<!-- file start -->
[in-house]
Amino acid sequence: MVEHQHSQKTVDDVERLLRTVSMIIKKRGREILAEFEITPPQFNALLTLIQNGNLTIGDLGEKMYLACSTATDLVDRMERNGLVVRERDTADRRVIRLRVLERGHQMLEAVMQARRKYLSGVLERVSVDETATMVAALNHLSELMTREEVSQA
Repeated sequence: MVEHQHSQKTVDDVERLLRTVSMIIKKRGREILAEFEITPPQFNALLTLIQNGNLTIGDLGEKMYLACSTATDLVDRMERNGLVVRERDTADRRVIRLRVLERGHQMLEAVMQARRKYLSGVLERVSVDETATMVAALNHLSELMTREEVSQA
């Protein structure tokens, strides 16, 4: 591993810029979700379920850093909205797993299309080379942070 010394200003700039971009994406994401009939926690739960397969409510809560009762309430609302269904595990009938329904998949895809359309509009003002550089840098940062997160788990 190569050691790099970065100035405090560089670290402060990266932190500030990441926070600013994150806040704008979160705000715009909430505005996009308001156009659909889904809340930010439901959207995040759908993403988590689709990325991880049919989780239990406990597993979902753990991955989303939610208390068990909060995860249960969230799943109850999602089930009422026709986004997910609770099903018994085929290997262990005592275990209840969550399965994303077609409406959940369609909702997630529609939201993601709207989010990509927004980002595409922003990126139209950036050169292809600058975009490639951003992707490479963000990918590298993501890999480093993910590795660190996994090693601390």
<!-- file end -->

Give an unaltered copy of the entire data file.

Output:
[in-house]
Amino acid sequence: MVEHQHSQKTVDDVERLLRTVSMIIKKRGREILAEFEITPPQFNALLTLIQNGNLTIGDLGEKMYLACSTATDLVDRMERNGLVVRERDTADRRVIRLRVLERGHQMLEAVMQARRKYLSGVLERVSVDETATMVAALNHLSELMTREEVSQA
Repeated sequence: MVEHQHSQKTVDDVERLLRTVSMIIKKRGREILAEFEITPPQFNALLTLIQNGNLTIGDLGEKMYLACSTATDLVDRMERNGLVVRERDTADRRVIRLRVLERGHQMLEAVMQARRKYLSGVLERVSVDETATMVAALNHLSELMTREEVSQA
């Protein structure tokens, strides 16, 4: 591993810029979700379920850093909205797993299309080379942070 010394200003700039971009994406994401009939926690739960397969409510809560009762309430609302269904595990009938329904998949895809359309509009003002550089840098940062997160788990 190569050691790099970065100035405090560089670290402060990266932190500030990441926070600013994150806040704008979160705000715009909430505005996009308001156009659909889904809340930010439901959207995040759908993403988590689709990325991880049919989780239990406990597993979902753990991955989303939610208390068990909060995860249960969230799943109850999602089930009422026709986004997910609770099903018994085929290997262990005592275990209840969550399965994303077609409406959940369609909702997630529609939201993601709207989010990509927004980002595409922003990126139209950036050169292809600058975009490639951003992707490479963000990918590298993501890999480093993910590795660190996994090693601390």